Best-selling author Amy Tan’s latest novel was partly inspired by a photo of her grandmother. After looking through old pictures of Chinese courtesans, she was struck by the fact that their clothes were similar to those worn by her grandmother. The story behind her grandmother’s clothing remains a mystery, but led Tan to her latest project, “The Valley of Amazement.” In it, Tan uncovers the hidden lives of high-class courtesans in 20th century Shanghai. She joins us in the studio.

Some of the Photos That Inspired Tan's Latest Novel

Amy Tan's Grandmother

The Ten Beauties of Shanghai (five shown)

Amy Tan’s Grandmother

Amy Tan, author of "The Valley of Amazement," "The Joy Luck Club" and "The Kitchen God's Wife"

  • thucy

    Sex sells! There’s a lot to like about Tan’s first book, but I’ve always been puzzled by the rapturous reception to Amy Tan books, and her enthronement as white Americans’ must-read Chinese-American author. My skepticism isn’t so much about Tan, but about the somewhat limited imagination of white readers (and US publishers) when it comes to Chinese-American women writers.

    Maxine Hong Kingston is by far a more ambitious, thoughtful, though less commercial writer, who has spent many decades now coaching U.S. military veterans to write. Of course, Kingston doesn’t endlessly market herself, and writes about issues considerably more challenging than courtesans and clothing choices. Her work has always struck me as more authentically American (Whitman) and more authentically Chinese (Lu Xun).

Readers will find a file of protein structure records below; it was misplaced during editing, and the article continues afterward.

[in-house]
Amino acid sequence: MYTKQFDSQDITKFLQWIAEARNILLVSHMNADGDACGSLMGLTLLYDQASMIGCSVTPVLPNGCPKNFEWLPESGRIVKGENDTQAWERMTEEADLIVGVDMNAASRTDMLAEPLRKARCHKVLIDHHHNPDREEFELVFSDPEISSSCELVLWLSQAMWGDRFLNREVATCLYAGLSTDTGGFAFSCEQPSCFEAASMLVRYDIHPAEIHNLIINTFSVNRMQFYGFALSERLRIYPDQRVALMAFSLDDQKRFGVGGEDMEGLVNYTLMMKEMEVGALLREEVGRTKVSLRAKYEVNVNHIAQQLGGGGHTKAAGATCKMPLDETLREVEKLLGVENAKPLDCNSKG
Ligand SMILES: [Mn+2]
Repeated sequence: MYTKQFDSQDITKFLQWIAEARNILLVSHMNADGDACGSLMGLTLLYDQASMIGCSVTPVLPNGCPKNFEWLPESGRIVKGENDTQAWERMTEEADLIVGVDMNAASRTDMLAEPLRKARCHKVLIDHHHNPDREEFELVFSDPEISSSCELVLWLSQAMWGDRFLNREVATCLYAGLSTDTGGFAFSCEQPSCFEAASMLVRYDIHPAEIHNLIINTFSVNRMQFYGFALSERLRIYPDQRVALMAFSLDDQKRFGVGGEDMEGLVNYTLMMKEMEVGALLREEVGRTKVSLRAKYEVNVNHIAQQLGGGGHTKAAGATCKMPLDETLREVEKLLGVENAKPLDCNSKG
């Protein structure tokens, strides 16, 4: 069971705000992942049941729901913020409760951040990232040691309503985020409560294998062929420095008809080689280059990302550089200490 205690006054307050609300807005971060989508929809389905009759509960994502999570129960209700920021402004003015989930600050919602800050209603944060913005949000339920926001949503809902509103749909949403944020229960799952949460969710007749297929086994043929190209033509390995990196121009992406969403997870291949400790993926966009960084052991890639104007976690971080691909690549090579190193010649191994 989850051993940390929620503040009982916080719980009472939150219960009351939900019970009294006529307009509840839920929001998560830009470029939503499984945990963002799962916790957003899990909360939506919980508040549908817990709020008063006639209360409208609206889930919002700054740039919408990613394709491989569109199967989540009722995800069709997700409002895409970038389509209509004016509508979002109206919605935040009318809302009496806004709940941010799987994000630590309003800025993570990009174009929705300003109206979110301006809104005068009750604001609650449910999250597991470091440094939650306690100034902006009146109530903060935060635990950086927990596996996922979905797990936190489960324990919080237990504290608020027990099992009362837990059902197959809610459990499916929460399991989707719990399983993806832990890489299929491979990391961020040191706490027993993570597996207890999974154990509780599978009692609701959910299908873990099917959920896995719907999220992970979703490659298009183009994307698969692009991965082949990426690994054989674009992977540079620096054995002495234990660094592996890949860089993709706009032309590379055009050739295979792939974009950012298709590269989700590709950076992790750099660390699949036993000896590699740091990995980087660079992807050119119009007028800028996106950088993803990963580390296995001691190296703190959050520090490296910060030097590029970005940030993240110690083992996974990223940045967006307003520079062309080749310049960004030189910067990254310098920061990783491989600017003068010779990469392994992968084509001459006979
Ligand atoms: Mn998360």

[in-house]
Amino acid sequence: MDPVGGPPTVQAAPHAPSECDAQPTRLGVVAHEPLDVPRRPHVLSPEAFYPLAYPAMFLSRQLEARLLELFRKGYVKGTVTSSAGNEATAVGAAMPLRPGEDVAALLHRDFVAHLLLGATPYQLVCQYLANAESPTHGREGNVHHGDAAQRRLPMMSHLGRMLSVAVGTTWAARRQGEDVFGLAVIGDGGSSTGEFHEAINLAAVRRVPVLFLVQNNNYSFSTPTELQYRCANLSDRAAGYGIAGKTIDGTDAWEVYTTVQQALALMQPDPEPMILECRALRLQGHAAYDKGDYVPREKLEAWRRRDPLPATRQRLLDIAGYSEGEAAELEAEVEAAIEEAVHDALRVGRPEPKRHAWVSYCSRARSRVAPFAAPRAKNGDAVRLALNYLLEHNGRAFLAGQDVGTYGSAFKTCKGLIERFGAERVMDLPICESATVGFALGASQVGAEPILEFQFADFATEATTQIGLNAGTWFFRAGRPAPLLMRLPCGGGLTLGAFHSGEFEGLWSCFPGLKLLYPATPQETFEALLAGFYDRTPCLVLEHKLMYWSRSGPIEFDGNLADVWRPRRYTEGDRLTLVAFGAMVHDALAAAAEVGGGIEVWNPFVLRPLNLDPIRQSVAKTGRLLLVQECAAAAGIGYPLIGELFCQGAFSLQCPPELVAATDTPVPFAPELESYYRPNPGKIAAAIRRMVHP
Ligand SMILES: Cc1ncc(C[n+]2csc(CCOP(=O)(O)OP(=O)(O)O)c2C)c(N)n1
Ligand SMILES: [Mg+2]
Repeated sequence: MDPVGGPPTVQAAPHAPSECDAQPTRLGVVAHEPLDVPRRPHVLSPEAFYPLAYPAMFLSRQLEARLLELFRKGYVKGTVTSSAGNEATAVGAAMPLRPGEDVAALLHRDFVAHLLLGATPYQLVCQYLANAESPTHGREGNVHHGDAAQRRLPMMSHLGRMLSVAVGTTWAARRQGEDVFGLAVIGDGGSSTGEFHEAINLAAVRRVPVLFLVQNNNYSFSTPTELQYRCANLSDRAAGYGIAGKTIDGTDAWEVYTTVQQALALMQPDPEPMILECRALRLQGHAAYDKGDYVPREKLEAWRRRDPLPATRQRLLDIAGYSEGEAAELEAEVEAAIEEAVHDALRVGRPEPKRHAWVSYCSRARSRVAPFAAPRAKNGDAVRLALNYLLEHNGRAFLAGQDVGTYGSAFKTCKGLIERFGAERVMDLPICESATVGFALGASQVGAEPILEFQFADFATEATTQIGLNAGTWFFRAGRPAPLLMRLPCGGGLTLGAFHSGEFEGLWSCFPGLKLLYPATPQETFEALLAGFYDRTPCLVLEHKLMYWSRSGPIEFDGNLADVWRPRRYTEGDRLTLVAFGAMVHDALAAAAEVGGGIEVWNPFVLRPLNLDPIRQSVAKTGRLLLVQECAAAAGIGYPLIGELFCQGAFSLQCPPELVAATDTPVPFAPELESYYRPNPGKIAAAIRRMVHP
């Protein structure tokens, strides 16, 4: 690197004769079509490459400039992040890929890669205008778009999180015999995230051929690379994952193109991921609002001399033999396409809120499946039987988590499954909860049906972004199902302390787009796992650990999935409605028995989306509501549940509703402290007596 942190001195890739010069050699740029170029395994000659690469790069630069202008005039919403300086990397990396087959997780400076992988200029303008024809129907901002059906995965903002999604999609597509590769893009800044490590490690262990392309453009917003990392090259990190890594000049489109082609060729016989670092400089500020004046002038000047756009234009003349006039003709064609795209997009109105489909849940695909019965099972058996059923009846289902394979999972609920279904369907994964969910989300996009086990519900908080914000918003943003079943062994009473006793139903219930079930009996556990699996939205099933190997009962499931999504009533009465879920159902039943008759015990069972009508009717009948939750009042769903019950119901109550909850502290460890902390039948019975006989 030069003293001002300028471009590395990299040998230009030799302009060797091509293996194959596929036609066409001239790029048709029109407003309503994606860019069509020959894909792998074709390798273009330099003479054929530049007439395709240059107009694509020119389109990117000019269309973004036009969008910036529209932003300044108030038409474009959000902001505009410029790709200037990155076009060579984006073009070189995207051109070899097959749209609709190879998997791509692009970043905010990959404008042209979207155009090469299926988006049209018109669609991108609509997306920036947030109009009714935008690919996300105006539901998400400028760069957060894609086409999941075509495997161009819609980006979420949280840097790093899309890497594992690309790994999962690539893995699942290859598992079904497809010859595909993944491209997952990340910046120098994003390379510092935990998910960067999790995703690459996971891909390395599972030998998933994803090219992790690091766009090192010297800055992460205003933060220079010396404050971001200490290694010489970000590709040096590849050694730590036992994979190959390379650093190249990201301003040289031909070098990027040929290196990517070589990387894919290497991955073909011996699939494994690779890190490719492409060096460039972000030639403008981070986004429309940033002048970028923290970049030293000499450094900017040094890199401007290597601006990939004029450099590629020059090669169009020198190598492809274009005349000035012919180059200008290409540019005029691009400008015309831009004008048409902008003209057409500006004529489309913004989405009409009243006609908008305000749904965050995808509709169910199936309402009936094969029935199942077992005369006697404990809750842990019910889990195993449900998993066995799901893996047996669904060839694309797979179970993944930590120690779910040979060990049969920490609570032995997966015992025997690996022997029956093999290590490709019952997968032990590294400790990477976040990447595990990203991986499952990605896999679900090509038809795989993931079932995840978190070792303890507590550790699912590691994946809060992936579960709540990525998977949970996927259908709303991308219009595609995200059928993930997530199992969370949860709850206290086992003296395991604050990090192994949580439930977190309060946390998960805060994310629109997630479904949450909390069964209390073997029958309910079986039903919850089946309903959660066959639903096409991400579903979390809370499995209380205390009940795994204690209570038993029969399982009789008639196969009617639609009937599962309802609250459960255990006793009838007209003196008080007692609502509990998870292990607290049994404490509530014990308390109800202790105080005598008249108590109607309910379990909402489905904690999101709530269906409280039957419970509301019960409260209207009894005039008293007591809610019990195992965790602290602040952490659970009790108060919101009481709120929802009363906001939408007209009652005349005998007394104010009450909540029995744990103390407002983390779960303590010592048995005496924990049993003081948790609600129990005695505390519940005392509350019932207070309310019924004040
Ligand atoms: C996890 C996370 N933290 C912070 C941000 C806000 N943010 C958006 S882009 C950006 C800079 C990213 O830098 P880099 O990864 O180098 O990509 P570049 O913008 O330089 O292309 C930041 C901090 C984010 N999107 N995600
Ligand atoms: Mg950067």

Gish Jen’s work is also stronger than Tan’s but is given far less attention. Heaven forbid we allow ourselves to imagine Chinese-American women writers to fall into categories that so boldly challenge the status quo.

    • thucy

      Thank you to Krasny for reading this comment on-air. I thought Tan had a generally good response, but I disagree that the question I raised is based on “jealousy” or that I or anyone else require or expect writers to be “role models”. (Philip Roth is among my favorite writers, and he is hardly a role model.)
      Rather, the issue is the quality and ambition of the work. Amy Tan’s work is limited, but it sells. That’s (again) not so much a knock on Tan as on the commercial book market.
      For the record, since Krasny brought up Frank Chin, I never thought much of his rabid attacks on Tan and Kingston. OTOH, it is a little unnerving how “kid-glove” the treatment of best-selling authors can be on this show? I can well understand how Krasny doesn’t want to alienate anyone (SF is a small town) but maybe it’s okay to challenge the guests, and he shouldn’t have to ask the guest whether she can take a critical comment – she’s making money, she can take

  • Cecile Lusby

    The chapter called Etiquette is an amazing monologue from Magic Gourd introducing Violet and 21st century readers of all ethnicities to the rules of the Courtesan world. Did you consider any other devices which could have done the job ?

  • Shauley Cheng

    I heard the interview yesterday when I was on my way to a book presentation in Los Gatos.
    I think someone called and asked if there were any books written about China/Chinese by American (White) authors.

    I have two titles for you: “My Half of the Sky” by Jana McBurney-Lin and “The Distant Land of My Father” by Bo Caldwell.

Sponsored by

Become a KQED sponsor